A government unit created to manage and sell property from failed savings and loans is taking business away from private companies offering the same service, costing private firms millions of dollars and forcing some to close their doors, according to industry executives and congressional investigators.

Since the government created the Federal Asset Disposition Association with $25 million in seed money two years ago, the unit has been plagued by charges that it is inefficient, riddled with conflicts of interest and unable to fulfill its mission of selling property from failed S&Ls. To stay alive, it needs as much $20 million more from its creator, the Federal Home Loan Bank Board.

Critics argue that a government unit, especially one that by most accounts has been unsuccessful since its inception, should not be subsidized to compete with the private sector, especially under an administration determined to turn over as many government tasks as possible to the private sector.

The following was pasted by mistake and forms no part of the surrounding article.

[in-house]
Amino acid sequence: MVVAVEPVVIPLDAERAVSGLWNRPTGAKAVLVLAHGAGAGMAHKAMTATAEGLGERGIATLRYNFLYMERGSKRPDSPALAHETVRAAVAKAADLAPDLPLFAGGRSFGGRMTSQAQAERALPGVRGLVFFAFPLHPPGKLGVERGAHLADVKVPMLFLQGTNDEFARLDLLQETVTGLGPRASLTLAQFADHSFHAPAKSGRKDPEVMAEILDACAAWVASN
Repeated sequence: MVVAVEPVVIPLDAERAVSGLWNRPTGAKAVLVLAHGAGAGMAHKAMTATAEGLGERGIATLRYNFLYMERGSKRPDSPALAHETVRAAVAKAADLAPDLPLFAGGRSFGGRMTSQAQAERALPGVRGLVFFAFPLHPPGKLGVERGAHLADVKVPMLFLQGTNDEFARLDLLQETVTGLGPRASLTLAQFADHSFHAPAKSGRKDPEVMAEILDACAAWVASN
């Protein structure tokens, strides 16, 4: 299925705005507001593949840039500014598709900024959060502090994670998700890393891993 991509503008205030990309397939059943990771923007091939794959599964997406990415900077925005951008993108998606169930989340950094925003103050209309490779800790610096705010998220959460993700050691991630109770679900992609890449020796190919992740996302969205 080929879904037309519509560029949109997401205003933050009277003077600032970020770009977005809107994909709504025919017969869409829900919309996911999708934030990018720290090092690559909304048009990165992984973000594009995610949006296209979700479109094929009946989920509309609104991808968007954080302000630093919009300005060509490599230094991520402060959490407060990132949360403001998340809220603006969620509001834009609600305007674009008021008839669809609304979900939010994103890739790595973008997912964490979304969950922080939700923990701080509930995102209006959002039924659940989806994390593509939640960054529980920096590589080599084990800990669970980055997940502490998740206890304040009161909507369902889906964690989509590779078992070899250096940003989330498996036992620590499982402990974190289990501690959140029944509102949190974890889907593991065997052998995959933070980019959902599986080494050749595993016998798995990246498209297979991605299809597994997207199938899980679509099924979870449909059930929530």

In an interview, Gerald P. Carmen, the new chief executive of FADA, balked at the idea that he directs an activity that might best be handled by the private sector.

"For God's sake, don't make me out to be an enemy of privatization, because I'm an advocate of privatization," said Carmen, a long-time Republican who ran Reagan's 1980 campaign in New Hampshire.

But a few minutes later Carmen described FADA's mission this way: "We intend to give the private sector a run for its money."

Such a policy makes some lawmakers and industry executives bristle.

"FADA is a socialized, inefficient monopoly created by the Reagan administration," said Rep. James Florio (D-N.J.). "It doesn't make sense. You've got these private companies out there and you've got this failed agency and you decide to give more money to FADA rather than to the more efficient private sector."

The bank board, the federal agency that regulates S&Ls, created FADA in late 1985 at the request of the S&L industry's largest lobby group.

When bank board official Stuart Root, in charge of overseeing FADA, was asked about accusations such as Florio's, he said such accusations come from those who are "carrying the torch for the private sector."

Root said that under a new contract the bank board is devising, FADA will charge the government fees that "are competitive if not better" than what the private sector charges. He conceded that FADA is competing head-to-head with private companies for bank board business. But he said that FADA would not be able to compete with private firms for contracts from the private sector or from other government agencies.